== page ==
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$\frac{d}{dx}e^x = e^x$ use this fact together with the definition of the natural log $\ln x$ as the inverse of the function of $e^x$ to derive an equation for the derivative of $\ln x$.

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Is this a homework question? What have you tried? – Bey Apr 10 '14 at 2:16
It's an extra credit question. I've tried using the composition of functions. – user142118 Apr 10 '14 at 2:17
Okay. What functions did you compose? Do you know how to take the derivative of a composite function? – Bey Apr 10 '14 at 2:19
F(x)=e^x and f^-1(x)=lnx and I think so. I'm kinda just stuck here...I understand d/dx ln x=1/x I'm just can't get the middle steps – user142118 Apr 10 '14 at 2:25
To simplify the notation a bit: let $f(x) = e^x$ and $g(x)=\ln x$. Form the composite function $(f\circ g)(x)=f(g(x))=e^{\ln x}$. Notice that $f(g(x))=x$. Take derivatives on both sides and see what you can do. – Bey Apr 10 '14 at 2:27

A useful formula to know is the following: $$f^{\prime}(x) = \frac{1}{(f^{-1})^{\prime}f(x)}$$ Plug in functions ($(f^{-1})^{\prime} = e^x$, $f(x) = \ln(x)$) to get the following: \begin{align*} \ln^{\prime}(x) & = \frac{1}{e^{\ln(x)}} \\ & = \frac{1}{x} \text{.} \end{align*}

Voila, a formula for the derivative of the natural logarithm!

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Poster might be interested to know that a derivation for your useful formula exists at:… It is basically an application of the chain rule in the process of taking the derivatives of both sides of the relationship $f(g(x)) = x$, which is of course true if $g$ is the inverse of $f$ – msouth Apr 10 '14 at 5:06

If $y=f^{-1}(x)$ then $f(y)=x$, so $f'(y)y'=1$ (chain rule); thus $y'=\dfrac{1}{f'(y)} =\dfrac{1}{f'(f^{-1}(x))}$.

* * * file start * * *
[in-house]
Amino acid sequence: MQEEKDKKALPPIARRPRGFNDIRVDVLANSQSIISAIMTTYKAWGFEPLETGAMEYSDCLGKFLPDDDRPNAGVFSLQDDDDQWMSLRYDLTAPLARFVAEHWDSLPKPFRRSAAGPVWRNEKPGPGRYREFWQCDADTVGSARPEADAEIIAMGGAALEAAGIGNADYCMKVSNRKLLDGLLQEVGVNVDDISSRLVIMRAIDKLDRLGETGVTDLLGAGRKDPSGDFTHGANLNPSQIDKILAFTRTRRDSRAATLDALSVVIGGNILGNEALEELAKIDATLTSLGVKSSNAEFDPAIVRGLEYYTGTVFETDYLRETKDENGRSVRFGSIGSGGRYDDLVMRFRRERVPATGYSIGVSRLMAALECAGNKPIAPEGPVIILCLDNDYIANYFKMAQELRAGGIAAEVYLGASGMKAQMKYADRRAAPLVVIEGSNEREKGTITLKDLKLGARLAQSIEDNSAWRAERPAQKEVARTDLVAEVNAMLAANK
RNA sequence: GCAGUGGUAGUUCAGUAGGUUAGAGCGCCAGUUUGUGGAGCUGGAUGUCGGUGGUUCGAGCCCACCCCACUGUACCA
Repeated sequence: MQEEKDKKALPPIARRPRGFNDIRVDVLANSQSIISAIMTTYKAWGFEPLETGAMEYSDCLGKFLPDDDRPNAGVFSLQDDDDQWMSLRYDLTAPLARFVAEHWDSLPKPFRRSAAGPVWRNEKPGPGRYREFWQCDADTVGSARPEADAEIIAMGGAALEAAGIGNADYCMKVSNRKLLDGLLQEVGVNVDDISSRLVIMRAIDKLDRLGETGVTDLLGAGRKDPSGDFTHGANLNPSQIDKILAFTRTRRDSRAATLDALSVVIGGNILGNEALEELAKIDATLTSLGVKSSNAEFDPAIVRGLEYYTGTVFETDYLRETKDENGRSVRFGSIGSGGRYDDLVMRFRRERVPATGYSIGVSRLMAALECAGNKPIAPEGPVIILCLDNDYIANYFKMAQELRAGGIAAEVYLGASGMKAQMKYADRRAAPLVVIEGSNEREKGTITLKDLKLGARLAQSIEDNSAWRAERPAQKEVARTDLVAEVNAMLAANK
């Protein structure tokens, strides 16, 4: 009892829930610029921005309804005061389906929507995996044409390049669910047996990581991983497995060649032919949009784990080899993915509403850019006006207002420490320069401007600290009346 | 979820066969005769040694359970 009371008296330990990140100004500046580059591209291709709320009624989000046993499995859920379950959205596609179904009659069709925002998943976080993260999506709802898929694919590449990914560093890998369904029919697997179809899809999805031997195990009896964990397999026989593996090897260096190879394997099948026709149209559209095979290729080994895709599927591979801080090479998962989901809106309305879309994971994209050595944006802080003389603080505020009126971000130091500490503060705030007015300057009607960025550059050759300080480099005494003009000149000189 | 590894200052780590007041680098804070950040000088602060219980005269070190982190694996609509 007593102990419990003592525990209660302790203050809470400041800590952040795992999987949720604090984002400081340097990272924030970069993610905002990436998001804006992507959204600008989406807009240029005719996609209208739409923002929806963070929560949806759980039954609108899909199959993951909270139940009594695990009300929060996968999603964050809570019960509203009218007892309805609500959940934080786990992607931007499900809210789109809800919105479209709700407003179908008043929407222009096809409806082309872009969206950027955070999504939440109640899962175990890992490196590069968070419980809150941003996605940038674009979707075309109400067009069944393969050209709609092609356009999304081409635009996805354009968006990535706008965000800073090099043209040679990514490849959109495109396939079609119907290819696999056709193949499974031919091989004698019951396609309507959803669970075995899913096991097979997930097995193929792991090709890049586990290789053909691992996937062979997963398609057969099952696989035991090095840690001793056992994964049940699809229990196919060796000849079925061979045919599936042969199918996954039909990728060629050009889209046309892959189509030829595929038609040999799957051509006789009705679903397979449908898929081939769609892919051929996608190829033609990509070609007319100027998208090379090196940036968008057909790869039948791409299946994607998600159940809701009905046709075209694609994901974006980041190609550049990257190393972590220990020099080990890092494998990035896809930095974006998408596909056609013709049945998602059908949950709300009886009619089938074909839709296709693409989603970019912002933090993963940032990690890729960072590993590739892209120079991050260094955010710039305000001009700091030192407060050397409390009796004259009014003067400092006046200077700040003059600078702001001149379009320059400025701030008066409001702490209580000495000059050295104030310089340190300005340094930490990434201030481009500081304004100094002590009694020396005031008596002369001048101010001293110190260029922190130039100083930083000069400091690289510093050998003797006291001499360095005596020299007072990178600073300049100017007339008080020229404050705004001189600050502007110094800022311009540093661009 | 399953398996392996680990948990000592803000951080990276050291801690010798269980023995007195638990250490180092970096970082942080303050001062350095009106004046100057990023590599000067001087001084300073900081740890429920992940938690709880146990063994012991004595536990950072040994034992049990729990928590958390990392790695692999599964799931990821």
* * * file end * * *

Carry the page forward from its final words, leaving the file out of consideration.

Using the fact that $f'=f$ for the exponential function, this means $y'=\dfrac{1}{f(f^{-1}(x))} = \boxed{\dfrac1x}$.

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Try setting $y=e^x$, so $\frac{dy}{dx} = y$. Now, solve this ODE via separation of variables.

EDIT: Never mind, did not see the part about using the inverse.

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Don't worry; it was an honest mistake and as such should not have adverse effect on your respected status as burninator. – msouth Apr 10 '14 at 5:01

Just using the definitions: $$\ln^{\prime}(x)=\lim_{h\to 0} \frac{\ln(x+h)-\ln(x)}h=\lim_{h\to 0} \frac{\ln(1+\frac h x)}h=\lim_{h\to 0}\ln\left(\sqrt[h]{1+\frac h x}\right)$$

Substituting $h=xa$ $$\ln^{\prime}(x)=\lim_{a\to 0}\ln\left(\sqrt[xa]{1+a}\right)=\lim_{a\to 0}\ln\left(\sqrt[a]{1+a}\right)/x$$ Now, using that the derivative of $e^x$ is $e^x$ $$e^x=\lim_{h\to 0}\frac{e^{x+h}-e^x}{h}\implies 1=\lim_{h\to 0}\frac{e^{h}-1}{h}$$ Substituting $e^h-1=l$ $$1=\lim_{h\to 0}\frac{e^{h}-1}{h}=\lim_{l\to0}\frac{l}{\ln(l+1)}=\lim_{l\to0}\frac{1}{\ln\sqrt[l]{l+1}}=\frac{1}{\lim_{\,l\to0}\ln\sqrt[l]{l+1}}$$ $$\implies 1=\lim_{l\to0}\ln\sqrt[l]{l+1}\implies \ln^{\prime}(x)=\frac1x$$

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